It is well known that home sales and mortgage loan statistics have reached and surpassed historic performance. With a variety of sources for how these statistics are tracked, it can become confusing to understand.
The Adverse Market Fee is defined as a 0.5% fee added in 2020 to refinanced mortgage loans backed by Fannie Mae and Freddie Mac (about 70% of all home loans). It was charged to lenders and usually passed on to homeowners through closing costs, as an addition to their loan amount or by a raised interest rate.
If you’ve found yourself confused by recent headlines relating to mortgage interest rate, you are not alone! When reliable sources report contradictory information, even the leaders in the industry are left scratching their heads.
Sale of residential properties in California continue to perform at the hottest pace in history, resulting in a 65% increase in number of sales over the same period last year. The number of homes sold above asking price, the price per square foot, and the sales-to-list price records are all at industry highs.
In a recent article on Reuters.com they report that “Fed officials agreed last month to leave interest rates near zero and to keep purchasing $120 billion a month in bonds until the U.S. economy makes substantial further progress toward the Fed’s goals for inflation and maximum employment” They further inform us that “Fed Bank President Robert Kaplan said on Monday that he still thinks it is possible the U.S. central bank could raise interest rates before the end of 2022, reaffirming the projection he made during the March policy-setting meeting.“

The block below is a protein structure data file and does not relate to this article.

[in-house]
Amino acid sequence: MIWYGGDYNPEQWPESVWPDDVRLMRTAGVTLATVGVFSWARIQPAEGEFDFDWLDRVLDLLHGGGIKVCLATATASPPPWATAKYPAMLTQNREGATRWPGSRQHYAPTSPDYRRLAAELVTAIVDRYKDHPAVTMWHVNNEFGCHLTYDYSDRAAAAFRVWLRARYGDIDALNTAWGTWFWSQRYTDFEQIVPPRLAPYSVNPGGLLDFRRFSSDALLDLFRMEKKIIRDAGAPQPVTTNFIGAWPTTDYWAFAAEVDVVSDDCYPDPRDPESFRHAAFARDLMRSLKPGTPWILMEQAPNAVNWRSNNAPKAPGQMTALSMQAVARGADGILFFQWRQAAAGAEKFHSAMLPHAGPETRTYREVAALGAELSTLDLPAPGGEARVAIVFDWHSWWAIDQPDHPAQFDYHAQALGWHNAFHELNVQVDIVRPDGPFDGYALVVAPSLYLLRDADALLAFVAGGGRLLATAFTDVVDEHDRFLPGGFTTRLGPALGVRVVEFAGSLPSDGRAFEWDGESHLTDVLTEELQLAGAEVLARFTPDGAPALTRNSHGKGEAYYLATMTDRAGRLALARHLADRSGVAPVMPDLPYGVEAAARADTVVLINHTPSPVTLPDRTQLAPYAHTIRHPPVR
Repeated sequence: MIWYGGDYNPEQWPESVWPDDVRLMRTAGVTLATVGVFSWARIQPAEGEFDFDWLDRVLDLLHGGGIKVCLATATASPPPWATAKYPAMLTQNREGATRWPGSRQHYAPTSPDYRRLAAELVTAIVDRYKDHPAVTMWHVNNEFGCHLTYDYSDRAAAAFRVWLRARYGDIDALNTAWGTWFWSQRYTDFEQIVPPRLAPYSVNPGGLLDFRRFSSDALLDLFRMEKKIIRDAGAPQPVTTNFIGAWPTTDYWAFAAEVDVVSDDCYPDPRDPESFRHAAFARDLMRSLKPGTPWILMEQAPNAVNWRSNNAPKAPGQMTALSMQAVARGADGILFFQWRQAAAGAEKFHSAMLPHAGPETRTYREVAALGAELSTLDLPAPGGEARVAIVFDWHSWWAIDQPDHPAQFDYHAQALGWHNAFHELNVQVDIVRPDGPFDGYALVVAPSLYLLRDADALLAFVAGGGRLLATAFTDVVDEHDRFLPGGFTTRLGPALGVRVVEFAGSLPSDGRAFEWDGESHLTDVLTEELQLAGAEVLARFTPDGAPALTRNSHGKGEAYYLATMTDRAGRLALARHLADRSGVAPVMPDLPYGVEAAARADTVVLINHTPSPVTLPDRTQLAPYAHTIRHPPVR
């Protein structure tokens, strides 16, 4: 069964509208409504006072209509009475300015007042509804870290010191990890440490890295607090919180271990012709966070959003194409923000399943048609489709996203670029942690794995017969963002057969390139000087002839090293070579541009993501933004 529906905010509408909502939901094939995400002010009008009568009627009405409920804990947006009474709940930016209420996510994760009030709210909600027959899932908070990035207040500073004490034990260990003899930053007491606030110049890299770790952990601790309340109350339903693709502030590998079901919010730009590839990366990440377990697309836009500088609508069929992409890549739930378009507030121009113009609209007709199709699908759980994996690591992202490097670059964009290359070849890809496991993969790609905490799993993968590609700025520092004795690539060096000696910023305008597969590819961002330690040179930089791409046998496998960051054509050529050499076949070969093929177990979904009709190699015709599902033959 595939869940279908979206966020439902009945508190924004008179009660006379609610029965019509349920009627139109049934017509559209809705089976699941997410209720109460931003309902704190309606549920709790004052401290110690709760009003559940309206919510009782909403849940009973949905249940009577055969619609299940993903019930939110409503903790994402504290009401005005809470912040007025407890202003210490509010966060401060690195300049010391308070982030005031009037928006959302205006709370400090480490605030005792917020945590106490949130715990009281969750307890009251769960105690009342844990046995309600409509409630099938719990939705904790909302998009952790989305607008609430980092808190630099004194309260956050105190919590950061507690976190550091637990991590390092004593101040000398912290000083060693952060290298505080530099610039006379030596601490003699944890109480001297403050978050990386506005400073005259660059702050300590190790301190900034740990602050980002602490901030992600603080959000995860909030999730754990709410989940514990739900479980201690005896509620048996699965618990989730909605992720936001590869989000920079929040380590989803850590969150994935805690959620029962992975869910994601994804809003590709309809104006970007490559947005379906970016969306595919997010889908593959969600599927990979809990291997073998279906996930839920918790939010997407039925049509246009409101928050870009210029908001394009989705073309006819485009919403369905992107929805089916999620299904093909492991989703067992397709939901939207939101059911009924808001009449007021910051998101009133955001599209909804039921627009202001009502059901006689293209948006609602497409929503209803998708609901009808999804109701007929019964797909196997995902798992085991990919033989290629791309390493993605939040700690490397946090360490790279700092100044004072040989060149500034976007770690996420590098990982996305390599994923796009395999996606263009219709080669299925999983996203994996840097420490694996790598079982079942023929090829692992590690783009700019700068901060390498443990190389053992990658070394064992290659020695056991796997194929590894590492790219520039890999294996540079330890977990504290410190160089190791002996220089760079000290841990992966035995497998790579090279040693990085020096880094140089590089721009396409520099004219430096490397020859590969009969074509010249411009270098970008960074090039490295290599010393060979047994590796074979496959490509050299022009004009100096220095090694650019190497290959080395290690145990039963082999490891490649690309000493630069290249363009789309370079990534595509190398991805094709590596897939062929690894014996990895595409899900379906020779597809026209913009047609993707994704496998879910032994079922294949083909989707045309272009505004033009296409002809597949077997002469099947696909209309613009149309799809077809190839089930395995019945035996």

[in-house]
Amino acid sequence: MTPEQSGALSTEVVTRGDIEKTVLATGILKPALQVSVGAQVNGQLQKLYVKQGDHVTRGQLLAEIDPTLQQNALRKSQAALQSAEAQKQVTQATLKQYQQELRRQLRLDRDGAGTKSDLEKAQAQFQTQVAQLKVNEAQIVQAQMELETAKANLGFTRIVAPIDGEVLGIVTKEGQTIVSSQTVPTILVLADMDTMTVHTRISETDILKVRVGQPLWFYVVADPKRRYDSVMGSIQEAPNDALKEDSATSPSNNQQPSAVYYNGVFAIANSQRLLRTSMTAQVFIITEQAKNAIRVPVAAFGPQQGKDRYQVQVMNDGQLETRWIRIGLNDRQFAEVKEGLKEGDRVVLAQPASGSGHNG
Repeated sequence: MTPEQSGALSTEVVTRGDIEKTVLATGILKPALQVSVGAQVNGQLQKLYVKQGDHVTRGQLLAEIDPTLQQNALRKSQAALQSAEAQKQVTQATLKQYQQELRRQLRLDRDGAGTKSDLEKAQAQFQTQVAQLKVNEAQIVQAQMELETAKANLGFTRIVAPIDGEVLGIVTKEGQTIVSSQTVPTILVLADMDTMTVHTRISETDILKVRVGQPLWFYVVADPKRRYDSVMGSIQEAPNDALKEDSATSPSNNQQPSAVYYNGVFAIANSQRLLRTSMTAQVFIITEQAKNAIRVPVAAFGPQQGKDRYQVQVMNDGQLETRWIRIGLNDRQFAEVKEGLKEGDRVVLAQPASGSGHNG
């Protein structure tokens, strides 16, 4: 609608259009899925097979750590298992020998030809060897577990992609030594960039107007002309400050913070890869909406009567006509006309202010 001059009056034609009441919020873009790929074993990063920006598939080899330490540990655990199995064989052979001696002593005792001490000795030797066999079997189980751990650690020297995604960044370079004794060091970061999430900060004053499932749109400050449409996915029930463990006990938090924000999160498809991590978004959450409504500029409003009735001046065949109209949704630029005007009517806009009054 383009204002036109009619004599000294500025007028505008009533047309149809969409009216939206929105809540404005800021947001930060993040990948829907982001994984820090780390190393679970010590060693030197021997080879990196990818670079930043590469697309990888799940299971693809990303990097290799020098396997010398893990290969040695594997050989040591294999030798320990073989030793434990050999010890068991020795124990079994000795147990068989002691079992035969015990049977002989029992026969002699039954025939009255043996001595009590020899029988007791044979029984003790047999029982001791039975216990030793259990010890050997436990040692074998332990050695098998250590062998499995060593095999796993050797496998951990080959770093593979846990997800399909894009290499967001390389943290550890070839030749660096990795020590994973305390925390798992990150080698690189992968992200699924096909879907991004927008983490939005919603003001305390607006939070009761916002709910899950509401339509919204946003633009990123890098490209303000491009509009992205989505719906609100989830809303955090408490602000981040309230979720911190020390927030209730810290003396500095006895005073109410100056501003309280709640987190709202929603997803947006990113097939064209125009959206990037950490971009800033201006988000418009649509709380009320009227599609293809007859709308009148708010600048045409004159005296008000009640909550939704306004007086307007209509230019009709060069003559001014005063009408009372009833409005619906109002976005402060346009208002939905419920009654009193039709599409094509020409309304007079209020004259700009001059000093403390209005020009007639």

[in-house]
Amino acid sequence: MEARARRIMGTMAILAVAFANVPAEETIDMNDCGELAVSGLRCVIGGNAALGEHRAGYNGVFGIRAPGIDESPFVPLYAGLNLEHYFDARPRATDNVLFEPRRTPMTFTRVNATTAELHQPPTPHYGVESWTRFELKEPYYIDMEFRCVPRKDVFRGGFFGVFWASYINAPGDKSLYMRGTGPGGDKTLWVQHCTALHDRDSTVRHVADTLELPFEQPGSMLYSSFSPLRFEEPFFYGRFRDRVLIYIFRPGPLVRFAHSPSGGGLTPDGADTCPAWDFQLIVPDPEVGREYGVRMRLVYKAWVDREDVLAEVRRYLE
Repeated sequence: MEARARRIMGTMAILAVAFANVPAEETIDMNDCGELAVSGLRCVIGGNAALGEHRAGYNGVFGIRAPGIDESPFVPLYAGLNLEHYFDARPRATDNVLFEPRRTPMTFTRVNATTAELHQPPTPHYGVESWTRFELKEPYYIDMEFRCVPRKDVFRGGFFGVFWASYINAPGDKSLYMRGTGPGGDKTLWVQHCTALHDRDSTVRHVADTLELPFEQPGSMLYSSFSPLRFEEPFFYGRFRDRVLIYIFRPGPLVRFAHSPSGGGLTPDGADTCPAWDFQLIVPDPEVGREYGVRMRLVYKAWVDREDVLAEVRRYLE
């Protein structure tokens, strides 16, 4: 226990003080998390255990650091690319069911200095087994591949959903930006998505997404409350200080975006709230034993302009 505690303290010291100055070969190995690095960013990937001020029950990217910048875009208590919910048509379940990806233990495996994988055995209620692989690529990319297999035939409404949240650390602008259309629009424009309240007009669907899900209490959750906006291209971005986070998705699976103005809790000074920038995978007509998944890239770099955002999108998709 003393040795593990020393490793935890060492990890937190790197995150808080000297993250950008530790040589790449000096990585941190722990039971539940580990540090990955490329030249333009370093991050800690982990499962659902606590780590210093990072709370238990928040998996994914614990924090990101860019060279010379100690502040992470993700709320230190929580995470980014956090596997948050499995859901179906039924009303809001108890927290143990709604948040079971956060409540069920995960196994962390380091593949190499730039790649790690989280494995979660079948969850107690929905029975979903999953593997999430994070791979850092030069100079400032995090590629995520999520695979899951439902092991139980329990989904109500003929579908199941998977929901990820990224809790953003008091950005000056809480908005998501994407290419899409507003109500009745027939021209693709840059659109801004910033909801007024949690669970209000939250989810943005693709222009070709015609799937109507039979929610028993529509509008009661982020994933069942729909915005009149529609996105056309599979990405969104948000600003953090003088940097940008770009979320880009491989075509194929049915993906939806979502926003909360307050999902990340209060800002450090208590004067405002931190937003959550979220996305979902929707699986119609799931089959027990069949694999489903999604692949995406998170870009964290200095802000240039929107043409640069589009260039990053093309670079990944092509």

After seeing mortgage rates increase in the first quarter of 2021, homeowners and buyers that are in the process of seeking mortgage loans were excited to see mortgage rates drop to the lowest levels seen in the past month.
After a long and challenging year created by the pandemic, many potential home buyers are wondering if the available residential real estate inventory will increase as the pandemic subsides, or will it continue to decrease as it did this past year.
According to reports from the National Association of Realtors (NAR), millennials represent 37 percent of all homebuyers this past year, and have made up the largest share of homebuyers for 8 consecutive years. Another interesting fact from the NAR is that many of the homes being purchased are considered multigenerational homes that will house adult siblings, adult children, parents, or grandparents.
Homeowners took advantage of February’s mortgage refinance interest rates below 3% with a resyktubg 68% of all mortgage loans being refinance loans. Although rates have slowly increased in March, the refinance activity is still very high.